In an investigation looking at things like public transparency and accountability, the report says not a single state earned an A.
If every state in the U.S. were graded on its integrity, none would pass with an A. In fact, half the states would deserve D’s or F’s.
That’s according to The Center of Public Integrity’s recent state integrity investigation report, which assessed the transparency, accountability and anti-corruption mechanisms in all 50 states.
So, what’s preventing the majority of states from earning passing grades? The stories abound, according to the report.
Open records laws with hundreds of exemptions. Crucial budgeting decisions made behind closed doors by a handful of power brokers. “Citizen” lawmakers voting on bills that would benefit them directly. Scores of legislators turning into lobbyists seemingly overnight. Disclosure laws without much disclosure. Ethics panels that haven’t met in years.
State officials make lofty promises when it comes to ethics in government. They tout the transparency of legislative processes, accessibility of records, and the openness of public meetings. But these efforts often fall short of providing any real transparency or legitimate hope of rooting out corruption.
The five states that earned the highest marks, a B grade, for integrity are: New Jersey, Connecticut, Washington, California and Nebraska. The five worst performing states are: Maine, Virginia, Wyoming, South Dakota and Georgia.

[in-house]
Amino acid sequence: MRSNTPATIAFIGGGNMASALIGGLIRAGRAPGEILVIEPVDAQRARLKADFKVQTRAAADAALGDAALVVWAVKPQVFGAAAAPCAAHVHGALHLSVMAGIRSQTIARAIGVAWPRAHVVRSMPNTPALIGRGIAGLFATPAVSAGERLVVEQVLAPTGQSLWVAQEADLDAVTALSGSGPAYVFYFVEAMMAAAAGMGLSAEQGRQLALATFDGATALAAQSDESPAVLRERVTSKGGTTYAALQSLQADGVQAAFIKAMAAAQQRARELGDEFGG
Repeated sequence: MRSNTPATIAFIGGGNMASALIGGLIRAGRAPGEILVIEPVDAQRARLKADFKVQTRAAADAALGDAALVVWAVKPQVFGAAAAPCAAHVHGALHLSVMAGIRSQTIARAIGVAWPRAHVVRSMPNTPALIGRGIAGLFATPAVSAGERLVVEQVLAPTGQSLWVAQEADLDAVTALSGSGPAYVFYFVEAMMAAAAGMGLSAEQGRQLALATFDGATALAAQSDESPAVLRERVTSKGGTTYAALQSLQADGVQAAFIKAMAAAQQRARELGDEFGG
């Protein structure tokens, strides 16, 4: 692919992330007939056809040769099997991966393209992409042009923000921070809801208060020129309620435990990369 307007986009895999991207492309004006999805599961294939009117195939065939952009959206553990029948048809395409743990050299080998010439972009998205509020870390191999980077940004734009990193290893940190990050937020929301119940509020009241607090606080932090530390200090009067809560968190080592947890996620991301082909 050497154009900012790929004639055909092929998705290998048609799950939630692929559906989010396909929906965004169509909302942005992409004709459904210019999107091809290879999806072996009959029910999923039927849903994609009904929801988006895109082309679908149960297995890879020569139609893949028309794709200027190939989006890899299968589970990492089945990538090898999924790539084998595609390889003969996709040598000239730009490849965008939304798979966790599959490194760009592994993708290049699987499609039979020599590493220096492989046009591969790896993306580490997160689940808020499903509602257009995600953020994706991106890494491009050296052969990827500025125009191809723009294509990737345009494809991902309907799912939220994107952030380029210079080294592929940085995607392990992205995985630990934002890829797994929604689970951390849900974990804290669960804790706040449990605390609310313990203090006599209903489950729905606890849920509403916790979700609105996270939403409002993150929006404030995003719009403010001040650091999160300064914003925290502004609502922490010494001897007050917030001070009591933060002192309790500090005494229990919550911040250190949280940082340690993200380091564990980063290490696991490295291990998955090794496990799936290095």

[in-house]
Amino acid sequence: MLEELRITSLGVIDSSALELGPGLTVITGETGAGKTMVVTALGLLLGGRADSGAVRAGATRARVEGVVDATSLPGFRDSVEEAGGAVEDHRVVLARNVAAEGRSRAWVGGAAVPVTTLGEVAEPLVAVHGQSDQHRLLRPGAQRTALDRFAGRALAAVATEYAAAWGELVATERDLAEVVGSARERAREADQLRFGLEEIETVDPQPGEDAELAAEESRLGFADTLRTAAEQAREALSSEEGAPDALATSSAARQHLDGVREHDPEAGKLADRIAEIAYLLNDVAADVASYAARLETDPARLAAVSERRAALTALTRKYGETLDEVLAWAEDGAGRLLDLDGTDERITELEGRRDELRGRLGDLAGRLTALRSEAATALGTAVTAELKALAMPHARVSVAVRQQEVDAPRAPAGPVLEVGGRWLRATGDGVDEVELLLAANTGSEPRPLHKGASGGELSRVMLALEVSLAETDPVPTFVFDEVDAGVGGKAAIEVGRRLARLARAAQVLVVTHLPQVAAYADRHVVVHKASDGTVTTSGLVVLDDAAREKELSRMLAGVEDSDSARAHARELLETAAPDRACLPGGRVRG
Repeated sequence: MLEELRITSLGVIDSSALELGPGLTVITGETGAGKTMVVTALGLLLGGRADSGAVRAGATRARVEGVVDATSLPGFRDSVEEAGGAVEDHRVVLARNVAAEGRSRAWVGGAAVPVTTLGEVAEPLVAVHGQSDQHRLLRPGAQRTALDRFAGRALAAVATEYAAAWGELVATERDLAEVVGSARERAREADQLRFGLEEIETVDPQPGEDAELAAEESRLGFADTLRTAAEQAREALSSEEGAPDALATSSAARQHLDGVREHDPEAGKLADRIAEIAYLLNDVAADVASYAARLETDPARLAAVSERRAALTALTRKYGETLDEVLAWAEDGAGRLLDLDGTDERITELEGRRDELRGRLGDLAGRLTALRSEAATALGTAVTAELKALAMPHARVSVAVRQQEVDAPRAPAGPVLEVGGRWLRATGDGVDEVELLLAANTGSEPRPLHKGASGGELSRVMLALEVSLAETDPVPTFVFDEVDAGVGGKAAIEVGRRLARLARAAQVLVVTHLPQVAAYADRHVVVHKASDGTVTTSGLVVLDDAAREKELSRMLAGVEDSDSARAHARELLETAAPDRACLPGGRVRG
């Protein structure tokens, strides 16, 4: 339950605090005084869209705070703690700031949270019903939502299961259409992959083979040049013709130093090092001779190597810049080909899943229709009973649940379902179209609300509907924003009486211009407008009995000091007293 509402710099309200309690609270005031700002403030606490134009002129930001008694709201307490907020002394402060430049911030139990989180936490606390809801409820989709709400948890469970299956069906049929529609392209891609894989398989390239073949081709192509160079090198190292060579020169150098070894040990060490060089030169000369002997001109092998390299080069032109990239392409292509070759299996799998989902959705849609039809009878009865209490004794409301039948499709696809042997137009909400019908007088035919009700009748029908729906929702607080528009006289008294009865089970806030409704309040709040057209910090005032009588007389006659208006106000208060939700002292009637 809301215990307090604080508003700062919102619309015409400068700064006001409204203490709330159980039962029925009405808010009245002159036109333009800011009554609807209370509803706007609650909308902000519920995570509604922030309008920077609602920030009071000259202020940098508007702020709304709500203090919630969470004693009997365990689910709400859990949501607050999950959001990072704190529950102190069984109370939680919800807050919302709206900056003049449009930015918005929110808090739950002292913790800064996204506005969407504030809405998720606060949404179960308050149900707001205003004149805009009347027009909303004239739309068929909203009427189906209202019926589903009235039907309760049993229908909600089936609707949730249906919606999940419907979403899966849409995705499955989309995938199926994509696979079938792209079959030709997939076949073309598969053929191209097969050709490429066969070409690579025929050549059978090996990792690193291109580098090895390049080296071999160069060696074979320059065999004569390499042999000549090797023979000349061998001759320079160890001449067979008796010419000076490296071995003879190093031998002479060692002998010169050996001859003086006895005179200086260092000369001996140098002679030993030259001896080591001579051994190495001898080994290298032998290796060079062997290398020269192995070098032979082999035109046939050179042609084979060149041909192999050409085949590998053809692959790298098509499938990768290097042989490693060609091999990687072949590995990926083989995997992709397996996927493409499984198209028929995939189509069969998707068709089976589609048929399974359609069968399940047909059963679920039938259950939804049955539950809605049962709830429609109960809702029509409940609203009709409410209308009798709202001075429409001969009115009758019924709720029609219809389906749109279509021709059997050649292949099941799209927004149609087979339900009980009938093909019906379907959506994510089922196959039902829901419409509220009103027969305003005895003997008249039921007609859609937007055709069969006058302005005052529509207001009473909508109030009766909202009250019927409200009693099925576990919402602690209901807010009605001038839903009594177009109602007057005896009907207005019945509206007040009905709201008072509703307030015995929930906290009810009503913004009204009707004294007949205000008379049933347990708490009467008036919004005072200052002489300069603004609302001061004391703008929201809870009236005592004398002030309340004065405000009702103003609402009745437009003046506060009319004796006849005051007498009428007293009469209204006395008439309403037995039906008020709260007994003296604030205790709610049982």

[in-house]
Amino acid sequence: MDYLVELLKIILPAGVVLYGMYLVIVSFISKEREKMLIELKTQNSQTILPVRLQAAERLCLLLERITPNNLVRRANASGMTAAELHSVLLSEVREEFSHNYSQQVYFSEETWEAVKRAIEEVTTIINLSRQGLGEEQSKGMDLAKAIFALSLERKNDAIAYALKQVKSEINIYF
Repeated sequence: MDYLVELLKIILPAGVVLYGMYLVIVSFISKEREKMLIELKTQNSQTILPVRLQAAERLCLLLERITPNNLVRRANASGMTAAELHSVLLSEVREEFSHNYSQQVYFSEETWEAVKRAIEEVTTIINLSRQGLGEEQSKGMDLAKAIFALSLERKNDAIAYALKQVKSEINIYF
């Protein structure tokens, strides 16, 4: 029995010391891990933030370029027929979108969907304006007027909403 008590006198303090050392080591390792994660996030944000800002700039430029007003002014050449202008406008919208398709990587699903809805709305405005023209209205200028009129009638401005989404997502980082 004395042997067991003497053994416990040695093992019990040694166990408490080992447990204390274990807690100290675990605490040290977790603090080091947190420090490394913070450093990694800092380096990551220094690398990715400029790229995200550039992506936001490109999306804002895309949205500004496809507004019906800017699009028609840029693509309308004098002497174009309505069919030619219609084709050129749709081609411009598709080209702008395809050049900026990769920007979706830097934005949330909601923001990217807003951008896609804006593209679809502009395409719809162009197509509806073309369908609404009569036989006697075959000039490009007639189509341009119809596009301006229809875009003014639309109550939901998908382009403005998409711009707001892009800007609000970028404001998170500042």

The report noted that such states as Illinois, New Jersey and Louisiana, long known for dirty politics, have successfully enacted reform measures. Click here to see detailed information on how your state ranked.
“Legislators will react to a corruption scandal and work to get political cover by enacting reform,” said Karen Hobert Flynn, vice president for state operations at the nonprofit advocacy group Common Cause.
The report concluded that “across the board, state ethics, open records and disclosure laws lack one key feature: teeth.”
“It’s a terrible problem,” said Tim Potts, executive director of the nonprofit advocacy group Democracy Rising PA, which works to inspire citizen trust in government. “A good law isn’t worth anything if it’s not enforced.”
My state of Montana was in 31st place with an overall grade of D+. Montana performed well (earning an A) on redistricting and internal auditing. The worst grades came from public access to information, judicial accountability, state pension fund management, lobbying disclosure and ethics enforcement agencies, all areas where Montana earned a shameful F.
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